The next morning we stated early to go to the small villages in the hills surrounding Srebrenica. The car was packed with soccer balls and shoes that had been donated for the school kids we were going to visit. We drove on a paved road for about 20 kilometers before we moved onto a dirt road for 8 kilometers. While I say the first 20 KM were paved, its not quite smooth riding, there are still random potholes, areas that are unpaved and rocks that have fallen from the mountainside. The 8KM unpaved was filled with large puddles of unknown depth, crossing sheep and their herder, a cow, and many other obstacles. I was seriously doubtful we would find a school at the end of all this. We passed small villages that had been completely destroyed and had nothing but shells of old homes remaining. Finally, a school came into view. 2 young teachers live in the school from Monday to Friday then return to their homes for the weekend. There are 2 classrooms for children in grades 1 to 5. After grade 5 they have to walk the 8Km to the paved road to pick up the bus that will take them the 20KM down the mountain to the middle school. The entire school had about 20 students. Before the war the school had over 100 children. We passed out soccer balls and sweets to the children, much to their delight. We gave the teachers armfuls of shoes to give the children later, as they needed them. The children are all of refugees that have returned to Srebrenica since the war ended. None of their parents are able to get work, they have small gardens or raise some farm animals to live off of. The economy, once thriving is desolated. Before the war, there were mines and engineering companies in the area that employed thousands, now those plants and mines are al closed, and there is hardly any work to be found.

We went to another small school, off another and even more difficult path. This school has only one teacher who lives in an apartment above the 1 classroom. There are 11 students in this school, grades 1 to 5. None of the children had a ball to play with, so they were ecstatic when we pulled the soccer balls out of the car and handed those out. We also left shoes and sweets behind here as well. In this small village, only 2 people have jobs- the teacher and the woman who cleans the school. The teacher is from a neighboring area and returned after the war. The cleaning girl worked in the school before the war, but was expelled from the town. The Dayton Accords signed in 1995 mandate jobs be retuned to people who held them prior to the war (when possible), but the woman was just able to get her job back 2 years ago…8 years after the mandate.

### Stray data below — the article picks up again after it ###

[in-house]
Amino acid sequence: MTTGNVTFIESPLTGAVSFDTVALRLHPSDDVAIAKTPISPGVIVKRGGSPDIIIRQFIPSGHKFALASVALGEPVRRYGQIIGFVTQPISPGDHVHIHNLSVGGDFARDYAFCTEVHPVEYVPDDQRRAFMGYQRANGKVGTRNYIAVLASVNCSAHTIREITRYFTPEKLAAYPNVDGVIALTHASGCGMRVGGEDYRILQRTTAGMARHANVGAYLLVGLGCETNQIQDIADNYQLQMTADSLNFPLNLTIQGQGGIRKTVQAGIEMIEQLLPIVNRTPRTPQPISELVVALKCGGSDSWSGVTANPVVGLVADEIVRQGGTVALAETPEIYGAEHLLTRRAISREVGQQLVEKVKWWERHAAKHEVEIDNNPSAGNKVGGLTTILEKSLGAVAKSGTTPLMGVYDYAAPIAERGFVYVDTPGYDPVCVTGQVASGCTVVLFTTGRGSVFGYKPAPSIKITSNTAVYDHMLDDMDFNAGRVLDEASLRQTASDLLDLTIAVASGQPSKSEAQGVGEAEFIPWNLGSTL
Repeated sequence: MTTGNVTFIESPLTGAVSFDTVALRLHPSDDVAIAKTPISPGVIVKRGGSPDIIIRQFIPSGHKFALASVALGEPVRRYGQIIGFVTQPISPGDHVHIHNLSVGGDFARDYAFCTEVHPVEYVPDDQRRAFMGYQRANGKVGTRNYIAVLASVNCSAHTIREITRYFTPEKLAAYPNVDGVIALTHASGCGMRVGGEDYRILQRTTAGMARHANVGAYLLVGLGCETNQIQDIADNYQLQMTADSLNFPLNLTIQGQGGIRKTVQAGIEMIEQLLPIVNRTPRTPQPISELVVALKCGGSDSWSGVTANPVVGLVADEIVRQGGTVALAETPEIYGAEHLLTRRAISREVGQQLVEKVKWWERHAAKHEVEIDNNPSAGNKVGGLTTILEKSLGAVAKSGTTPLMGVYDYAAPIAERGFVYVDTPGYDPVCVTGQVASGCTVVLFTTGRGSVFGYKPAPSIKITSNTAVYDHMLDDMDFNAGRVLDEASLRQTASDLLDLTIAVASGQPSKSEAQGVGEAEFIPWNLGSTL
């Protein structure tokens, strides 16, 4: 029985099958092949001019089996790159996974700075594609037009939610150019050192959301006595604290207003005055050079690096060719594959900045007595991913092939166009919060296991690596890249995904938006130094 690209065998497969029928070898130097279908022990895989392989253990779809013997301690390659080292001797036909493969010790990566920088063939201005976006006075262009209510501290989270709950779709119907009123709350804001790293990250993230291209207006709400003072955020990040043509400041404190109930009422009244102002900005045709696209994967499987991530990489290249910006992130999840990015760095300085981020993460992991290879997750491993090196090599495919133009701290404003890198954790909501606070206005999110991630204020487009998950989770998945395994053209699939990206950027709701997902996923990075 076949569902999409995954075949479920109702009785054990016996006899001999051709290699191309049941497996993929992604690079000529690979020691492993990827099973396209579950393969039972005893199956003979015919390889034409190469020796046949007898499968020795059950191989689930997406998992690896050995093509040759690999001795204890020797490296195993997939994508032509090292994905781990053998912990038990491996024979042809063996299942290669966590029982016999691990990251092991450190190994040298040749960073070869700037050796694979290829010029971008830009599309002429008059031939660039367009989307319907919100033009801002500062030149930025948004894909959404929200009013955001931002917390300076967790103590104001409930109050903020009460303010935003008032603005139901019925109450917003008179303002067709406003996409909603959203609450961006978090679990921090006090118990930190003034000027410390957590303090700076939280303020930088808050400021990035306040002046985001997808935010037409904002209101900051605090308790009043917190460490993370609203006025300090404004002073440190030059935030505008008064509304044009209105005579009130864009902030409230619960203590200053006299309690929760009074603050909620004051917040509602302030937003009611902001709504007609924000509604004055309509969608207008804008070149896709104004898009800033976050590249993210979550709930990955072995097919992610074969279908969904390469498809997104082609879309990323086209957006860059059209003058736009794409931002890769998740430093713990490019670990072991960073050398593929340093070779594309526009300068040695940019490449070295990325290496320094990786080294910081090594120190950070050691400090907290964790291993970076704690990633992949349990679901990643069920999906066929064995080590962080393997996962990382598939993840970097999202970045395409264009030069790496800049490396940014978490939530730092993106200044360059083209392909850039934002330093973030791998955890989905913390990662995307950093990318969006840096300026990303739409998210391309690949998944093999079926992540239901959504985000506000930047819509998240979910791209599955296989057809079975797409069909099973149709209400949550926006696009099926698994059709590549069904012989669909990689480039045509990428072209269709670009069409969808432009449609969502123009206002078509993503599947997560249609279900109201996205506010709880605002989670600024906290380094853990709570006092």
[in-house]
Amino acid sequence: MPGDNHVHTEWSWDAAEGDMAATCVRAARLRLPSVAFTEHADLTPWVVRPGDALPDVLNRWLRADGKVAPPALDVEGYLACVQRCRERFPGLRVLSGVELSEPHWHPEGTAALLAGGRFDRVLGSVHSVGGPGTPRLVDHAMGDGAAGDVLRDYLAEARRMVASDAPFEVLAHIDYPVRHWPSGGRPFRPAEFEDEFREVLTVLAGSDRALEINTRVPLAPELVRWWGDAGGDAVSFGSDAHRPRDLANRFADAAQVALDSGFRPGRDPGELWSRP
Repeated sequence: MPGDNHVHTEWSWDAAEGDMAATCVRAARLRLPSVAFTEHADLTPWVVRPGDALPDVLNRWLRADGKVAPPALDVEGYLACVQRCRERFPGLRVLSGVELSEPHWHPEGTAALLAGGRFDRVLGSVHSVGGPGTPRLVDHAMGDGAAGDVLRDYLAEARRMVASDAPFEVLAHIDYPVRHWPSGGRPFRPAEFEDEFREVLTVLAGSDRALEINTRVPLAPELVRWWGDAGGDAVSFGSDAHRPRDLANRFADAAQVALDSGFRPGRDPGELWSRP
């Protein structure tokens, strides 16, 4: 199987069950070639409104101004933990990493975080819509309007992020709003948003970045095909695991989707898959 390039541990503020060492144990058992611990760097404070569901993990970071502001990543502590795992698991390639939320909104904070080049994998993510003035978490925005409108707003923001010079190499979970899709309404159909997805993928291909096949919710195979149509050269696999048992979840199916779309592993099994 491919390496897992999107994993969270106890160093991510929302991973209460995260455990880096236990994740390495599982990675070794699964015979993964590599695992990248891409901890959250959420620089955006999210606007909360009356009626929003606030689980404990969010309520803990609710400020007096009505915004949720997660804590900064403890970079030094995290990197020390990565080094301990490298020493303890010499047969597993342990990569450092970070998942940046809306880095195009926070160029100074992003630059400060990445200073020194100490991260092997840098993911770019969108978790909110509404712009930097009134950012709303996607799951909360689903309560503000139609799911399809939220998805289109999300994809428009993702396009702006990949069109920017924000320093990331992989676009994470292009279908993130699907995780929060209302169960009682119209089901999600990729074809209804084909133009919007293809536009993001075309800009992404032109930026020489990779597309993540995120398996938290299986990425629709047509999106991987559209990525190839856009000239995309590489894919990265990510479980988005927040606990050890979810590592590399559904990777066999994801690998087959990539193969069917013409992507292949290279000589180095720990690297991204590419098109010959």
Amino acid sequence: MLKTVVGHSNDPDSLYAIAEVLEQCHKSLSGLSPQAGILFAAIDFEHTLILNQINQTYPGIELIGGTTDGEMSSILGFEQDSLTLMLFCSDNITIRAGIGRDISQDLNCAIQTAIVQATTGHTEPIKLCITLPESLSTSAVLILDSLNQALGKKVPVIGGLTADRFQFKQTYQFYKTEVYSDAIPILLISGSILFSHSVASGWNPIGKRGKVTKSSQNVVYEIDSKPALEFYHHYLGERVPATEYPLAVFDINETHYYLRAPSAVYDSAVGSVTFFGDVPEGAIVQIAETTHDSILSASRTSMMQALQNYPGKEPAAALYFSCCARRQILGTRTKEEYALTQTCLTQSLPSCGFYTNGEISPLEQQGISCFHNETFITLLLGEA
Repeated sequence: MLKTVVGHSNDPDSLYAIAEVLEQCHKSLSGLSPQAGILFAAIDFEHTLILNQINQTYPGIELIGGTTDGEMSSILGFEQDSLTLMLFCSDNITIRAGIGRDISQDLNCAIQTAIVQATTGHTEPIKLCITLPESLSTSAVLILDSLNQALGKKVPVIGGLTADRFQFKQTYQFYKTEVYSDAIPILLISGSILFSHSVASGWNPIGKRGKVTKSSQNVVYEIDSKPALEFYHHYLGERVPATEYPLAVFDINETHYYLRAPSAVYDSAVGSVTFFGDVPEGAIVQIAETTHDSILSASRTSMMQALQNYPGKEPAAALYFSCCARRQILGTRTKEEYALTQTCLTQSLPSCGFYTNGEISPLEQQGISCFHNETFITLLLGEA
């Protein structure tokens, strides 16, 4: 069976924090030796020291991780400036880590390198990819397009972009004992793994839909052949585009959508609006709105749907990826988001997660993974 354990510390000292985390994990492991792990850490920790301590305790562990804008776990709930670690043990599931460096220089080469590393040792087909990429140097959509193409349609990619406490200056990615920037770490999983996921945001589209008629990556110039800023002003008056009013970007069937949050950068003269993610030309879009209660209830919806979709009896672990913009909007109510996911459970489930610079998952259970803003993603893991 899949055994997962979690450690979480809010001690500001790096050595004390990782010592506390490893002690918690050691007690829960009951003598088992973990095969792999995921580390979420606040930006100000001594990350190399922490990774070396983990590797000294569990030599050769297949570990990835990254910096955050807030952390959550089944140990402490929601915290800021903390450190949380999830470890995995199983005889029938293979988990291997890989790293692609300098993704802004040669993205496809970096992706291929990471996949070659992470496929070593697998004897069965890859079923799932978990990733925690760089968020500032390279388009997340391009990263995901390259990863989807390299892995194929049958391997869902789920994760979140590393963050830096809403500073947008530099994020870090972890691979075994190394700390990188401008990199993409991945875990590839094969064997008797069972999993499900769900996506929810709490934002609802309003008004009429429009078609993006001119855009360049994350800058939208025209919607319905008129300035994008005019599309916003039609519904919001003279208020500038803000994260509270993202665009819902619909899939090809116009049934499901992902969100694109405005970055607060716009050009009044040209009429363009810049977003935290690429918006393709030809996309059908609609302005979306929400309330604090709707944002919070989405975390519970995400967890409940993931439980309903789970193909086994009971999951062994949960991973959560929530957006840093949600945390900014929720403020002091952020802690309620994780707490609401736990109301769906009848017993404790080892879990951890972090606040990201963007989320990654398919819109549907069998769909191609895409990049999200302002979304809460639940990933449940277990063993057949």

Despite so much despair and trouble, the country is beautiful with rolling green hills and peaceful, bucolic scenes. The people are gracious and gentle. Magbula (Bula), one of the weavers going to the US for 10 days, calls me her little chicken and has offered to have me come to her home for a weekend, so she can cook for me. All the women want to marry me to a nice Bosnian boy, but this is a not a possibility as I can neither cook nor make coffee, not to mention I have the best American boyfriend in the world. But, it has been pointed out to me, they wouldn’t even make the gesture if they didn’t care for me, so I smile and laugh with them and I know that they have beautiful hearts and souls, and I amazed that they are still so willing to love and give to others despite having lost so much of themselves.

Posted By MacKenzie Frady Arbogust (Bosnia & Herzegovina)

Posted Jun 14th, 2005